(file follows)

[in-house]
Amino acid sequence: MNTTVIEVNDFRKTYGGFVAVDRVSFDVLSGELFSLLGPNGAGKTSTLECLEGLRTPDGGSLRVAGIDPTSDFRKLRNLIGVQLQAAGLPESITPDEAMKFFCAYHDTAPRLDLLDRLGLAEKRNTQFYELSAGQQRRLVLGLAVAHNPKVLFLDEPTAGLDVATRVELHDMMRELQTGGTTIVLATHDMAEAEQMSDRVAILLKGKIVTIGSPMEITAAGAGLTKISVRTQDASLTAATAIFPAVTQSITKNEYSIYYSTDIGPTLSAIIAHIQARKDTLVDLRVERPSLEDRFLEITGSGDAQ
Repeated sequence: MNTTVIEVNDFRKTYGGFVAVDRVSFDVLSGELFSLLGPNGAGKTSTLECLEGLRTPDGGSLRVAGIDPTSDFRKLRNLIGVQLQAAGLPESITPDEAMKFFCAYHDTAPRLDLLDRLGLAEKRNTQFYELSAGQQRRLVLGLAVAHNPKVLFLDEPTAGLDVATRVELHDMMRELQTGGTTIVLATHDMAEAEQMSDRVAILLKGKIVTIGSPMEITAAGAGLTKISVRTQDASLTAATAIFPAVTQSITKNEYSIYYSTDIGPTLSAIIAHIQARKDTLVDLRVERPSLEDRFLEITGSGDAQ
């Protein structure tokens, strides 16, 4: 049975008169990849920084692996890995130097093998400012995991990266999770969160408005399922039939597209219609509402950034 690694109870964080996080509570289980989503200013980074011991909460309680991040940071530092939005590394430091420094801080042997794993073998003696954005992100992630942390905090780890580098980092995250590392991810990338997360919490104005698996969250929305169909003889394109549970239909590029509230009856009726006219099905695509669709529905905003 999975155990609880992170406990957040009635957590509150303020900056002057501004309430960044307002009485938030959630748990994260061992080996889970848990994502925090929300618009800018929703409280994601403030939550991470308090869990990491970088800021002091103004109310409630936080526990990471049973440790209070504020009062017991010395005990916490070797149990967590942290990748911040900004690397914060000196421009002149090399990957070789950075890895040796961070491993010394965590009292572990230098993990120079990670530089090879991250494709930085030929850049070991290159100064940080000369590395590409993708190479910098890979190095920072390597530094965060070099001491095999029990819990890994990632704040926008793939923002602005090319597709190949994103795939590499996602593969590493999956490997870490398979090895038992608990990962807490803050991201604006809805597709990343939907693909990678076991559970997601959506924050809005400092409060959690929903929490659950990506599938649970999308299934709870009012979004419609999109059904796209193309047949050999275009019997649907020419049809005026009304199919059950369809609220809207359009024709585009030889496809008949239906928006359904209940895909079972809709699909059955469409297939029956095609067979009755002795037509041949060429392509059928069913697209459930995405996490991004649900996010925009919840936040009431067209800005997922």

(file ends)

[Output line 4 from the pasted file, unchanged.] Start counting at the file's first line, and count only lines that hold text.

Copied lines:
């Protein structure tokens, strides 16, 4: 049975008169990849920084692996890995130097093998400012995991990266999770969160408005399922039939597209219609509402950034 690694109870964080996080509570289980989503200013980074011991909460309680991040940071530092939005590394430091420094801080042997794993073998003696954005992100992630942390905090780890580098980092995250590392991810990338997360919490104005698996969250929305169909003889394109549970239909590029509230009856009726006219099905695509669709529905905003 999975155990609880992170406990957040009635957590509150303020900056002057501004309430960044307002009485938030959630748990994260061992080996889970848990994502925090929300618009800018929703409280994601403030939550991470308090869990990491970088800021002091103004109310409630936080526990990471049973440790209070504020009062017991010395005990916490070797149990967590942290990748911040900004690397914060000196421009002149090399990957070789950075890895040796961070491993010394965590009292572990230098993990120079990670530089090879991250494709930085030929850049070991290159100064940080000369590395590409993708190479910098890979190095920072390597530094965060070099001491095999029990819990890994990632704040926008793939923002602005090319597709190949994103795939590499996602593969590493999956490997870490398979090895038992608990990962807490803050991201604006809805597709990343939907693909990678076991559970997601959506924050809005400092409060959690929903929490659950990506599938649970999308299934709870009012979004419609999109059904796209193309047949050999275009019997649907020419049809005026009304199919059950369809609220809207359009024709585009030889496809008949239906928006359904209940895909079972809709699909059955469409297939029956095609067979009755002795037509041949060429392509059928069913697209459930995405996490991004649900996010925009919840936040009431067209800005997922």